Irvine, Calif., Dec. 2, 2015 -- A University of California, Irvine pharmacology researcher has helped create a class of inhibitory compounds that can strongly enhance the effect of anti-tumor drugs for melanoma.
In doing so, Daniele Piomelli, the Louise Turner Arnold Chair in the Neurosciences at UCI, and scientists at the Italian Institute of Technology identified how an enzyme called acid ceramidase can accelerate tumor growth in this deadly form of skin cancer.
In skin biopsies of stage 2 melanomas, they found that acid ceramidase is highly activated. This hyperactivity disrupts a normal cell process called apoptosis, or programmed cell death, which ensures the continued function and growth of normal cells. Without this process, mutated, cancerous cells are able to proliferate.
The complex processes that acid ceramidase mediates become unbalanced when this enzyme is hyperactive in melanoma cells. The Piomelli lab has been focused on developing drugs that restore balance in the cell life-death cycle by reducing acid ceramidase activity.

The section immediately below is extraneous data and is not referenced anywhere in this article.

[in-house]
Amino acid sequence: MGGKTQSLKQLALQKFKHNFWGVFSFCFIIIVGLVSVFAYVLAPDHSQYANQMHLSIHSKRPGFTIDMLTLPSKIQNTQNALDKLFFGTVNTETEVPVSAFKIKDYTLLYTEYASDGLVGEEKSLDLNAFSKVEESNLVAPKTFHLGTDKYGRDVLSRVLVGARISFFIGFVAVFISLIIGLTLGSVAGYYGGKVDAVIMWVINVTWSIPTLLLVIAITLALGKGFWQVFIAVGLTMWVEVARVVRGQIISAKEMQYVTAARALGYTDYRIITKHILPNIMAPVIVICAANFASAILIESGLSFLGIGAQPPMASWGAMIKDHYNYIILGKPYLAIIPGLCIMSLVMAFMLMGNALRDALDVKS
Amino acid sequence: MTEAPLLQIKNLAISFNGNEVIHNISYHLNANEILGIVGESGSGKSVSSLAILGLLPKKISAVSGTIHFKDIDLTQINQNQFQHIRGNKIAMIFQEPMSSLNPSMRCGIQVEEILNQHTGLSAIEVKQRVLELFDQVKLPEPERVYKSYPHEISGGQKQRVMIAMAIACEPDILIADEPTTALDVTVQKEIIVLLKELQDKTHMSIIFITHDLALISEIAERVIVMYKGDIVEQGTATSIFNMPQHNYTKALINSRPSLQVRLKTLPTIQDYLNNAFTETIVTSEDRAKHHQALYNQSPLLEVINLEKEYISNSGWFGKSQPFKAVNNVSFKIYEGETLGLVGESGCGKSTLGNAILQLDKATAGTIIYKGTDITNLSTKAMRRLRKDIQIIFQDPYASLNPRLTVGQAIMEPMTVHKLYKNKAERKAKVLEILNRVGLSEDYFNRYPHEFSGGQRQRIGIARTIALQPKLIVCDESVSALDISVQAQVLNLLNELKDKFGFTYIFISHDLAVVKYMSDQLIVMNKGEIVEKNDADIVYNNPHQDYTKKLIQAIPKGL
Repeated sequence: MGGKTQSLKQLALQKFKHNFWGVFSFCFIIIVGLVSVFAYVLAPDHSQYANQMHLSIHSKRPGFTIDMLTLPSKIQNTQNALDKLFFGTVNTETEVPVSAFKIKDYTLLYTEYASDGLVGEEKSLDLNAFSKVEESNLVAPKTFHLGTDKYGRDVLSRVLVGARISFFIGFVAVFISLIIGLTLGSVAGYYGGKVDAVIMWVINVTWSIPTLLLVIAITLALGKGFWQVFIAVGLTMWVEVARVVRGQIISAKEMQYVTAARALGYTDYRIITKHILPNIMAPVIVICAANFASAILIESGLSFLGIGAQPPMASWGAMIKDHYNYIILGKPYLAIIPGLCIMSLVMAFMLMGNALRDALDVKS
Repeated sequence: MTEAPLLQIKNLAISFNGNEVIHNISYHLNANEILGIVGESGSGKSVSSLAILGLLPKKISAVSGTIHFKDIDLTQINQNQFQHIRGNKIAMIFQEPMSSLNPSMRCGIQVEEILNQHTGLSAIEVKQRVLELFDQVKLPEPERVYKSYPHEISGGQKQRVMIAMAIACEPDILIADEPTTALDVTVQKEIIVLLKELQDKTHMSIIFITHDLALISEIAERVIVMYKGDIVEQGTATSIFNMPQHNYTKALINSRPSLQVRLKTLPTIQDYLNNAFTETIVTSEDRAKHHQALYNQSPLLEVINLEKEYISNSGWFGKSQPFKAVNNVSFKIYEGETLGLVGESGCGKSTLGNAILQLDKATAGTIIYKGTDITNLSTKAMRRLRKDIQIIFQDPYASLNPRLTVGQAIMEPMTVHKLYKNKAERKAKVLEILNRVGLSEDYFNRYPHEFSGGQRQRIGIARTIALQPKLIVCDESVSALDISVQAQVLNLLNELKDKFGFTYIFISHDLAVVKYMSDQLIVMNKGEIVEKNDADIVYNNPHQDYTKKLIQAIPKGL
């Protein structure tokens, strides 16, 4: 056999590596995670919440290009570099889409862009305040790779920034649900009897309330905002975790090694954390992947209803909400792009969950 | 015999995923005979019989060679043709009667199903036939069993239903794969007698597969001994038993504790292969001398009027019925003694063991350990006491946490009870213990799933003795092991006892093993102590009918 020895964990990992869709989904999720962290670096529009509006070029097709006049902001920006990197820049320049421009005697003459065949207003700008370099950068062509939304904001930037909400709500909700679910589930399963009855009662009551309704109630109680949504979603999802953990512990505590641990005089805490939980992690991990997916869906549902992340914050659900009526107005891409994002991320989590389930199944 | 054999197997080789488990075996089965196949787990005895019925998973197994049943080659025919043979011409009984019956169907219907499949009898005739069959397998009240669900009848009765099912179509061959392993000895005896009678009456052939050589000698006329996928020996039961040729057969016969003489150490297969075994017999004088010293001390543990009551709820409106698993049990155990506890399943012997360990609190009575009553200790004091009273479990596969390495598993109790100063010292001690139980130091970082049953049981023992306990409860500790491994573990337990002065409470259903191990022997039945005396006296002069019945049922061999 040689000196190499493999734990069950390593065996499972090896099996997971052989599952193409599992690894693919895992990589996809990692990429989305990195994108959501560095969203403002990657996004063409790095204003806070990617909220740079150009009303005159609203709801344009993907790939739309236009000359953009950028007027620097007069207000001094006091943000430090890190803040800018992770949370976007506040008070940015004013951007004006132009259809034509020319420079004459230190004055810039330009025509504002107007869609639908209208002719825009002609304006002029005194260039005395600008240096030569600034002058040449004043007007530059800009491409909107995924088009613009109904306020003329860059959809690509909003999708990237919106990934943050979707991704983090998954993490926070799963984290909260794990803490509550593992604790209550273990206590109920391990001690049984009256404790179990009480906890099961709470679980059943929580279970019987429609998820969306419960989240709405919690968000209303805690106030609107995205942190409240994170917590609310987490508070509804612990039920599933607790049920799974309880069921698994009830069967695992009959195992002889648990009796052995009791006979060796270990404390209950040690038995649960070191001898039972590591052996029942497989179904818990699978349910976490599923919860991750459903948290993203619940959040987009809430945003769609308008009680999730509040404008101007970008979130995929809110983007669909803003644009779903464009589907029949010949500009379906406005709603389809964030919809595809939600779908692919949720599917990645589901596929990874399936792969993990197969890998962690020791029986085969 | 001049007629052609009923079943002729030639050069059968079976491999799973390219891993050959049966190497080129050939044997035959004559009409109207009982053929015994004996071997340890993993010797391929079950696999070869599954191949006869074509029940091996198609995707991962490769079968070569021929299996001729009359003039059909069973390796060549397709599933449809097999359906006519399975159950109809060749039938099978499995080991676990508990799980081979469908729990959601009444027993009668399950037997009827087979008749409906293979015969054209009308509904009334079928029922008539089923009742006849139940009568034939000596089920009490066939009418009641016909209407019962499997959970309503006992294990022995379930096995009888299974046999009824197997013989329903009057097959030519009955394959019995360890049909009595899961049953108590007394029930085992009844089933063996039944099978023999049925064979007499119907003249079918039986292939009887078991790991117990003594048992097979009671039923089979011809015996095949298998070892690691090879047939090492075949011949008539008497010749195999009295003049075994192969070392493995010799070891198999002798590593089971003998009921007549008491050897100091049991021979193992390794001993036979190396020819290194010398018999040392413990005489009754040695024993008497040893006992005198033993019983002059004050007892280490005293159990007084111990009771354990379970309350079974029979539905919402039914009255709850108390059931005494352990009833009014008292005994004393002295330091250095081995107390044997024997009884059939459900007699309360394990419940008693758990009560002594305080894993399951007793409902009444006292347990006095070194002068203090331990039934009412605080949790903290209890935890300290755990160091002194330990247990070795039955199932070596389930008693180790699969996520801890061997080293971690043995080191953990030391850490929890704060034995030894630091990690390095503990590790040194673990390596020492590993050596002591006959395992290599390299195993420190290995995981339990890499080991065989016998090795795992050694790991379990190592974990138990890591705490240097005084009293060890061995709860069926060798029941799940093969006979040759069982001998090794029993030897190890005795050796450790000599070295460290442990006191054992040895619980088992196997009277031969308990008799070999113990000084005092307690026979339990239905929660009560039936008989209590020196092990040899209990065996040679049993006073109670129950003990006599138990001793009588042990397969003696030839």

In The Journal of Biological Chemistry, Piomelli and colleagues report the success of a class of molecules that inhibit acid ceramidase. Using cell cultures of melanoma, they showed that these compounds make melanoma cells more prone to be killed. In other words, the compounds act like multipliers that boost the deadly effects of conventional anti-tumor agents.
While there is still much to be learned about the roles of acid ceramidase and how its inhibitors work, researchers believe that blocking this enzyme puts cancerous cells onto a path that can lead to apoptosis.
One feature of the new compounds is that they're built so that healthy tissue surrounding the melanoma can rapidly destroy them. This means that when they're applied directly on a skin tumor, the compounds cannot spread to other organs or tissue where they might cause unexpected harm.
"Melanoma is one of the most aggressive forms of human cancer, with very poor prognosis if not diagnosed at early stages," Piomelli said. "With further development, we see these inhibitors being incorporated into topical treatments such as creams that can become part of an aggressive melanoma treatment program."
Natalia Realini, Francesca Palese, Daniela Pizzirani, Silvia Pontis, Abdul Basit and Anders Bach of the Italian Institute of Technology in Genoa, Italy, and Anand Ganesan of UCI contributed to the study. Two patent applications protecting the class of compounds disclosed in this paper have been filed.
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